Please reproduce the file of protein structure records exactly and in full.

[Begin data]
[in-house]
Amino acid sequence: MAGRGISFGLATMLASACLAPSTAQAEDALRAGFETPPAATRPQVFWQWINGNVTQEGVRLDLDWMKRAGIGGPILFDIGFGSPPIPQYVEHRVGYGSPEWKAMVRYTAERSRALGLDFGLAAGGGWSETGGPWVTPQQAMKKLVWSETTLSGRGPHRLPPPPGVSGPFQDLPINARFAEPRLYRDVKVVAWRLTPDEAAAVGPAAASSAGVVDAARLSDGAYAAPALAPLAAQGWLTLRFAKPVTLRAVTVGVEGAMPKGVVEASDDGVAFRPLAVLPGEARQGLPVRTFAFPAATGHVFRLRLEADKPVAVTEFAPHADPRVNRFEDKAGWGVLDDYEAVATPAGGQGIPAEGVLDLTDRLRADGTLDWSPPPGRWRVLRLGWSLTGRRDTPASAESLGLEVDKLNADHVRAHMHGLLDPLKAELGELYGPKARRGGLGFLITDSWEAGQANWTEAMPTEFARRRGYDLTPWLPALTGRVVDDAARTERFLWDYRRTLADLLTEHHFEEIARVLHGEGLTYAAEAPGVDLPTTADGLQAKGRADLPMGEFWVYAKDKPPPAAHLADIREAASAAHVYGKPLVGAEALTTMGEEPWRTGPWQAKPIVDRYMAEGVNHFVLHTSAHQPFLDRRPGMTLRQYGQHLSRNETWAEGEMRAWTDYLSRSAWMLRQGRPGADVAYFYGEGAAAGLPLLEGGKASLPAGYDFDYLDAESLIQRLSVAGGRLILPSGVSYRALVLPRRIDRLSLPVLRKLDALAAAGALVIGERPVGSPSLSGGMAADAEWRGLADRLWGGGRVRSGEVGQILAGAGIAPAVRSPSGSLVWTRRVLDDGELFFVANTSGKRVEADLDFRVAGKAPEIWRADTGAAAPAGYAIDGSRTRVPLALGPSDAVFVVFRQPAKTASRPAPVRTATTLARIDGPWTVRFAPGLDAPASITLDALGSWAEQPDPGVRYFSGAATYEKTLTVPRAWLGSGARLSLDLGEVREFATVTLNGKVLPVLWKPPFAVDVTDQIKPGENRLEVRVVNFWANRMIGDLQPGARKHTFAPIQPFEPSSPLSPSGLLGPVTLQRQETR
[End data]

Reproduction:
[in-house]
Amino acid sequence: MAGRGISFGLATMLASACLAPSTAQAEDALRAGFETPPAATRPQVFWQWINGNVTQEGVRLDLDWMKRAGIGGPILFDIGFGSPPIPQYVEHRVGYGSPEWKAMVRYTAERSRALGLDFGLAAGGGWSETGGPWVTPQQAMKKLVWSETTLSGRGPHRLPPPPGVSGPFQDLPINARFAEPRLYRDVKVVAWRLTPDEAAAVGPAAASSAGVVDAARLSDGAYAAPALAPLAAQGWLTLRFAKPVTLRAVTVGVEGAMPKGVVEASDDGVAFRPLAVLPGEARQGLPVRTFAFPAATGHVFRLRLEADKPVAVTEFAPHADPRVNRFEDKAGWGVLDDYEAVATPAGGQGIPAEGVLDLTDRLRADGTLDWSPPPGRWRVLRLGWSLTGRRDTPASAESLGLEVDKLNADHVRAHMHGLLDPLKAELGELYGPKARRGGLGFLITDSWEAGQANWTEAMPTEFARRRGYDLTPWLPALTGRVVDDAARTERFLWDYRRTLADLLTEHHFEEIARVLHGEGLTYAAEAPGVDLPTTADGLQAKGRADLPMGEFWVYAKDKPPPAAHLADIREAASAAHVYGKPLVGAEALTTMGEEPWRTGPWQAKPIVDRYMAEGVNHFVLHTSAHQPFLDRRPGMTLRQYGQHLSRNETWAEGEMRAWTDYLSRSAWMLRQGRPGADVAYFYGEGAAAGLPLLEGGKASLPAGYDFDYLDAESLIQRLSVAGGRLILPSGVSYRALVLPRRIDRLSLPVLRKLDALAAAGALVIGERPVGSPSLSGGMAADAEWRGLADRLWGGGRVRSGEVGQILAGAGIAPAVRSPSGSLVWTRRVLDDGELFFVANTSGKRVEADLDFRVAGKAPEIWRADTGAAAPAGYAIDGSRTRVPLALGPSDAVFVVFRQPAKTASRPAPVRTATTLARIDGPWTVRFAPGLDAPASITLDALGSWAEQPDPGVRYFSGAATYEKTLTVPRAWLGSGARLSLDLGEVREFATVTLNGKVLPVLWKPPFAVDVTDQIKPGENRLEVRVVNFWANRMIGDLQPGARKHTFAPIQPFEPSSPLSPSGLLGPVTLQRQETR